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Three classes of plasmid (47-63 kb) carry the type B neurotoxin gene cluster of group II Clostridium botulinum.

Carter AT, Austin JW, Weedmark KA, Corbett C, Peck MW - Genome Biol Evol (2014)

Bottom Line: Unexpectedly, no neurotoxin genes were found on the chromosome.This apparent constraint on neurotoxin gene transfer to the chromosome stands in marked contrast to Group I C. botulinum, in which neurotoxin gene clusters are routinely found in both locations.A plasmid toxin-antitoxin system pemI gene located close to the neurotoxin gene cluster and conserved in each type B4 plasmid class may be important in understanding the mechanism which regulates this unique and unexpected bias toward plasmid-borne neurotoxin genes in Group II C. botulinum type B4.

View Article: PubMed Central - PubMed

Affiliation: Gut Health and Food Safety, Institute of Food Research, Norwich Research Park, Norwich, United Kingdom andrew.carter@ifr.ac.uk.

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ACT modified screen shots showing regions of sequence homology (>90% nt sequence identity) shared between plasmids representing the three classes found in Group II Clostridium botulinum type B4. All classes share the neurotoxin gene cluster, which comprises approximately one-third of each plasmid and is located at the right hand end of each sequence (for example in pCB17B, genes 47–52). (A) Plasmid pIFR 05/025 is represented twice, to demonstrate the separate blocks of sequence that it shares with members of the two other plasmid classes. Plasmid pCB17B is carried by Eklund 17B (NRP). (B and C) Members of the two most common classes of Group II C. botulinum type B4 plasmids share much greater homology, with differences due to insertion/deletion of a small number of genes. The four extra genes carried by pCDC 5900 (when compared with pCDC 3897) are probably all phage-derived (three integrases and a transposase).
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evu164-F2: ACT modified screen shots showing regions of sequence homology (>90% nt sequence identity) shared between plasmids representing the three classes found in Group II Clostridium botulinum type B4. All classes share the neurotoxin gene cluster, which comprises approximately one-third of each plasmid and is located at the right hand end of each sequence (for example in pCB17B, genes 47–52). (A) Plasmid pIFR 05/025 is represented twice, to demonstrate the separate blocks of sequence that it shares with members of the two other plasmid classes. Plasmid pCB17B is carried by Eklund 17B (NRP). (B and C) Members of the two most common classes of Group II C. botulinum type B4 plasmids share much greater homology, with differences due to insertion/deletion of a small number of genes. The four extra genes carried by pCDC 5900 (when compared with pCDC 3897) are probably all phage-derived (three integrases and a transposase).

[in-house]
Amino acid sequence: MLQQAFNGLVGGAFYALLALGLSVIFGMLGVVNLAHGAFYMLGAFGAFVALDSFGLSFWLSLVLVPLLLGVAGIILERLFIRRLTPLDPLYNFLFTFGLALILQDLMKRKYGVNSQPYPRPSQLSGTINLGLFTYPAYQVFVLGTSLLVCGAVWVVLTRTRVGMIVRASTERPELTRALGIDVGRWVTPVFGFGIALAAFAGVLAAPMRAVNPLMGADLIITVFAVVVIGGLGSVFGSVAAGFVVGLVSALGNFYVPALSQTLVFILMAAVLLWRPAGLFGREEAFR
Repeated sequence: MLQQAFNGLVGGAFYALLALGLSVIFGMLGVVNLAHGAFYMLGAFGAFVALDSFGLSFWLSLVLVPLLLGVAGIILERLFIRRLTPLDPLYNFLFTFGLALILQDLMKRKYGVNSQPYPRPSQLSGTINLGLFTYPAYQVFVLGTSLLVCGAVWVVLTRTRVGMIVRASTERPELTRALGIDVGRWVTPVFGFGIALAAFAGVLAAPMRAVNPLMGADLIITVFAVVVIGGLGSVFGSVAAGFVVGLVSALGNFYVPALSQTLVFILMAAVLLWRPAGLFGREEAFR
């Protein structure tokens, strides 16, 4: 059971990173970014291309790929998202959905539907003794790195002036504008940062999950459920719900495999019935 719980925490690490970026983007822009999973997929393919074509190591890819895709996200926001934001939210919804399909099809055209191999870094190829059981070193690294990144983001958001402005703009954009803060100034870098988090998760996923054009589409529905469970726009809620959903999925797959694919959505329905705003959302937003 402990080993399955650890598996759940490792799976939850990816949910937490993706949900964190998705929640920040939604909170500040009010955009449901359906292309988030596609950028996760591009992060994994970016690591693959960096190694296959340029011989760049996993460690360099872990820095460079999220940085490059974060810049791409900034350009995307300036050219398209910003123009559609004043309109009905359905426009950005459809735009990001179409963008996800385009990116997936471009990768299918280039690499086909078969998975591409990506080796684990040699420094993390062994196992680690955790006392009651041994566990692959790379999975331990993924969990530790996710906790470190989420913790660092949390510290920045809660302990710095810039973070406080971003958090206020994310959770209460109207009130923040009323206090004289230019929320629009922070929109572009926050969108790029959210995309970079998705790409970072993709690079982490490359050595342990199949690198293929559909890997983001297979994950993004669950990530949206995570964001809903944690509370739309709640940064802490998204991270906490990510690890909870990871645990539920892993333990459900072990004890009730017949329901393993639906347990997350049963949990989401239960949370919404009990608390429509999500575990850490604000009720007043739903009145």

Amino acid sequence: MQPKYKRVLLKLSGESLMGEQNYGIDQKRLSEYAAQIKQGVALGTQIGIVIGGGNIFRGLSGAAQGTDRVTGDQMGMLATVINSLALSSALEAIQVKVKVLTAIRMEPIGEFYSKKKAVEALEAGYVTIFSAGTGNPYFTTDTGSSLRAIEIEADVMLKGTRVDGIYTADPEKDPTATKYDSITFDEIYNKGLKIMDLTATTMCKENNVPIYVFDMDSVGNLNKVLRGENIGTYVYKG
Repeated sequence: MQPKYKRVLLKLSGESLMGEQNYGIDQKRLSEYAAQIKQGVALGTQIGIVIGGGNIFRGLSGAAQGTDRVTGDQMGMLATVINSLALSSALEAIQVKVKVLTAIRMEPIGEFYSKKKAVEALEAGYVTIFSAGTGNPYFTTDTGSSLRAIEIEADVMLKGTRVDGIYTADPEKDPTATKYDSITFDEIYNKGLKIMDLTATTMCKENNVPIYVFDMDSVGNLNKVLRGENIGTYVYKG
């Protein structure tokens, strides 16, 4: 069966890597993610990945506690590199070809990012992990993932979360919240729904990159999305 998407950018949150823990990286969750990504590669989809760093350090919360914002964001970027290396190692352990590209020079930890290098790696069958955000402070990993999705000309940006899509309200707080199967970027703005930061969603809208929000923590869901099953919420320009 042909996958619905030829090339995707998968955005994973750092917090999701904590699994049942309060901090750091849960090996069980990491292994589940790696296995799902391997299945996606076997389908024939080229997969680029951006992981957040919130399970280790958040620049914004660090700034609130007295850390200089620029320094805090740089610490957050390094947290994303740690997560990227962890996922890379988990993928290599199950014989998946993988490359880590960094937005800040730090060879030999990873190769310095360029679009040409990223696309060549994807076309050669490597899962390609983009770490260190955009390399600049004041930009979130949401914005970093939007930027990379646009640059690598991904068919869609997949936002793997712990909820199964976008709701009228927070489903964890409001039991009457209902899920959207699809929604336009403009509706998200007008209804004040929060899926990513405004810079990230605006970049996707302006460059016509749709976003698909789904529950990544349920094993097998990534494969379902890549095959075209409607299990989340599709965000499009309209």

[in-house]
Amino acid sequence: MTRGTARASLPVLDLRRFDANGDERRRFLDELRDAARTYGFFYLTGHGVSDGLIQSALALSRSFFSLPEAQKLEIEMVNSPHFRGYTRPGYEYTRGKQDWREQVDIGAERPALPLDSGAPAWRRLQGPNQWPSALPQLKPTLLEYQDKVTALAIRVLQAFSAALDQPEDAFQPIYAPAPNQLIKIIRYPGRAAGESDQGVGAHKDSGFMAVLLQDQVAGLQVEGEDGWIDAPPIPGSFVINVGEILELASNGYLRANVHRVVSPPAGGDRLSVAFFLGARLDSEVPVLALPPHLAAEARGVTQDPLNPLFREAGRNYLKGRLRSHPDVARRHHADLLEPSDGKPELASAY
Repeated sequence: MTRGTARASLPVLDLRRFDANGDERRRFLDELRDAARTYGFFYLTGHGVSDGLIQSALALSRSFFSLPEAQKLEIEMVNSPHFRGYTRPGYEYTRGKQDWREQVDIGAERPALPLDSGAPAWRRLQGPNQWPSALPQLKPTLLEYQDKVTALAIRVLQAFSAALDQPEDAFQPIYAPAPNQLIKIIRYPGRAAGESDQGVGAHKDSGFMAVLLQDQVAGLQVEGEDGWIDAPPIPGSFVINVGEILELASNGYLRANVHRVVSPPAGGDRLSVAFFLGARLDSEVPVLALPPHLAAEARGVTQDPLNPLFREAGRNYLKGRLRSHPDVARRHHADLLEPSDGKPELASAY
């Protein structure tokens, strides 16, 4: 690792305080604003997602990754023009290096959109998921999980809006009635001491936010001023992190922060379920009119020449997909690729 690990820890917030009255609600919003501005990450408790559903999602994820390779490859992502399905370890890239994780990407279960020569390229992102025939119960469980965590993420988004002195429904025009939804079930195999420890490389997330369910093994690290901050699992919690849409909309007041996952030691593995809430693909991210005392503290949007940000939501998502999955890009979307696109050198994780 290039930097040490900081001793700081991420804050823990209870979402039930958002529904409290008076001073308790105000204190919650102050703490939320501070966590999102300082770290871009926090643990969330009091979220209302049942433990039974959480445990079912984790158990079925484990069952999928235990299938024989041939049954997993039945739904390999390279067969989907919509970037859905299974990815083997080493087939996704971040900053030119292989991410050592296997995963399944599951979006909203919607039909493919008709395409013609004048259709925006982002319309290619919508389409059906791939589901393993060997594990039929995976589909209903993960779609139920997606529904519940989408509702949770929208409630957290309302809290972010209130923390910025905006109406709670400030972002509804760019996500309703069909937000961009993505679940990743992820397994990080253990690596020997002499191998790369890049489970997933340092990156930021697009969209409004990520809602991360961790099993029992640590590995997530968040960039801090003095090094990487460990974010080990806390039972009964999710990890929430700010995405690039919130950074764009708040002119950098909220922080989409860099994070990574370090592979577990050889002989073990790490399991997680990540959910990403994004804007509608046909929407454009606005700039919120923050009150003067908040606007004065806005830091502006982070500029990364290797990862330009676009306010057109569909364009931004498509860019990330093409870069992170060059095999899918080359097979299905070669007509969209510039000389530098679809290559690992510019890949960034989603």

Mentions: Complete plasmid sequences were compared using ACT (fig. 2). This revealed two different levels of relatedness between the plasmids. Evidence of relatively minor variation was small insertion/deletion events involving up to four CDSs, plus more scattered sequence differences, mostly single nucleotide polymorphisms (data not shown), presumably indicative of genetic drift. The parameters of the ACT analysis depicted in figure 2 are set so that sequence identity of approximately 90% or more appears as a solid red block connecting each pairwise comparison, so at the degree of magnification used in figure 2, the latter form of genetic variation is masked. Allowing for up to 10% sequence differences, the plasmids could be organized into three main classes; class 1, represented by pCB17B of Eklund 17B comprised seven members, each of approximately 48 kb; class 2, represented by pCDC 3875 comprised three members of sizes between approximately 58–63 kb; class 3 is represented by its only member, pIFR 05/025 (60 kb), which appeared to be a hybrid version of the two other classes. Allowing for the genetic drift already discussed, the regions of similarity between each plasmid class are quite marked, being defined by large blocks of sequence rather than by regions of intermittent homology (fig. 2A). Figures 2B and C demonstrate the high degree of relatedness between members within a single class, a fact which facilitated identification of the inserted/deleted CDSs. DNA sequences were used to generate phylogenetic trees; of the complete plasmid (fig. 3A), the neurotoxin gene cluster (fig. 3B) and, together with those also available in GenBank, the type B4 neurotoxin gene (fig. 3C). Three distinct groups of neurotoxin gene cluster and neurotoxin genes were identified (figs. 3B and C). As expected for Group II C. botulinum type B, all neurotoxin genes were of subtype B4; their DNA sequence variation fell within the range for subtype B4 (<48 nt) observed in a previous study of C. botulinum neurotoxin gene diversity (Hill et al. 2007).Fig. 2.—